The Dead Poet's Society

Categories: Walt Whitman

Explain the significance of a Motif from "The Dead Poet's Society" and show how it creates cohesion throughout the text. Poetry Society plays a key role that influences people's thoughts and choices in life. This is clearly portrayed in the movie "The Dead Poet's Society" directed by Peter Weir. Where a young professor Mr. Keating teaches his student's the key of how to live life to its fullest, "Carpe diem". Seize the day. Furthermore, Poetry is a significant motif in this film.

Due to this the boys learned to see a new spectrum of life, hope for a better tomorrow and most importantly have the courage to make a difference through actions. The name of the film "The Dead Poet's Society" reflects societies influence and the boys' response to it . The word "poets" connotes a person which is moved by their dreams and also believes he/she can make a difference.

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"Poets" resembles the boys who are dreamers and believe they can make a difference. On the contrary, the word "dead" connotes paralysis implying that society paralysed their dreams and ideas.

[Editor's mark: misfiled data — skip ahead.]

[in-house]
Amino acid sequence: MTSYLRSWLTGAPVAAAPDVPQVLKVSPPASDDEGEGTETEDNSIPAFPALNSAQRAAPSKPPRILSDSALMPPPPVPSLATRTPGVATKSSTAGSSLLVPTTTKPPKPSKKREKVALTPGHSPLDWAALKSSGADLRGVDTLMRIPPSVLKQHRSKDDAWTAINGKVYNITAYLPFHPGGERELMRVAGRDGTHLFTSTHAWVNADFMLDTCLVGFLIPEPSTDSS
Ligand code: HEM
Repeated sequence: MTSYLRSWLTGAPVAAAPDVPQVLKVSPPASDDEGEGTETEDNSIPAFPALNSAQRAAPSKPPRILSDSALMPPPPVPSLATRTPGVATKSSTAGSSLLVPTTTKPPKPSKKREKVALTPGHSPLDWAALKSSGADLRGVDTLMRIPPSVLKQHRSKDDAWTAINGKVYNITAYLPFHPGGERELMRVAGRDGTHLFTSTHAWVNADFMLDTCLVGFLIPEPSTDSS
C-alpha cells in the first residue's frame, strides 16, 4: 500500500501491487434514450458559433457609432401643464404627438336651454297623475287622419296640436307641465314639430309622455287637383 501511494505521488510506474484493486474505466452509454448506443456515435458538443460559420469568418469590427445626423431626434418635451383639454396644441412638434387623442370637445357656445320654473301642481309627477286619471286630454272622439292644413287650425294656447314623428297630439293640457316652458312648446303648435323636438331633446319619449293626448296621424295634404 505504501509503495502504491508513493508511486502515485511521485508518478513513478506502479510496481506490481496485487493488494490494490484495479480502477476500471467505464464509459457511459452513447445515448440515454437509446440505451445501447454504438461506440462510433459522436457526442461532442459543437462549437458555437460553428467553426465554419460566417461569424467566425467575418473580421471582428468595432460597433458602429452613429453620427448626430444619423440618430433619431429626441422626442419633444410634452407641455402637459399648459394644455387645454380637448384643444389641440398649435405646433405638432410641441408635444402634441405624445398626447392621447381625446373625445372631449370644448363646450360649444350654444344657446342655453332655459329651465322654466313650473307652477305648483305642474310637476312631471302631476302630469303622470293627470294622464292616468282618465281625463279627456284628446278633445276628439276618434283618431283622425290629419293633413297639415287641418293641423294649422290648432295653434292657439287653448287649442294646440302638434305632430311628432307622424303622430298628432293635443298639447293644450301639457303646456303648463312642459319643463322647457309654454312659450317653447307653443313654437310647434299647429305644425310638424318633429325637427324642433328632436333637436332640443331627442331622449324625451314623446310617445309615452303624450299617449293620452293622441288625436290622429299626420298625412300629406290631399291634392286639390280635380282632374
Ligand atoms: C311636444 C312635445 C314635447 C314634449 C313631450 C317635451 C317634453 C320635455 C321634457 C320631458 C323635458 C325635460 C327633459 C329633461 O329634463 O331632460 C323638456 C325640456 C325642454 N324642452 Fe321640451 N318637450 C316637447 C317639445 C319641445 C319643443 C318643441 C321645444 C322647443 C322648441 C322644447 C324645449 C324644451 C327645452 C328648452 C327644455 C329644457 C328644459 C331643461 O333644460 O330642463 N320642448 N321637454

This is revealed when the boys where given the opportunity to think freely and make their own choices. With this contrast Weir wishes to highlight that we are individuals in a society, free thinkers not slaves of those who impose their ideas upon us. In addition, by the use of poetry the director emphasizes the message he wishes to convey to the audience. "Gather ye rosebuds while ye may... and this same flower today, tomorrow will be dying.

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(Robert Herrick) This poem is read by Mr. Pitts when Mr. Keating introduced himself to his class.

Robert Herrick uses "rosebuds" in this poem denoting all the happy memories of life, and all the opportunities that will arise and bloom, yet these must be grasped instantly or else the opportunity shall be gone. Herrick also uses the word "flower" which denotes youth and beauty. This polysemous meanings of the words rosebuds and flower reveals to us the hidden message the director wanted to give the audience through Herrick's writing: it is essential to enjoy life's moments to its maximum while it is possible, because we are not aware of the true value of life therefore take it for granted.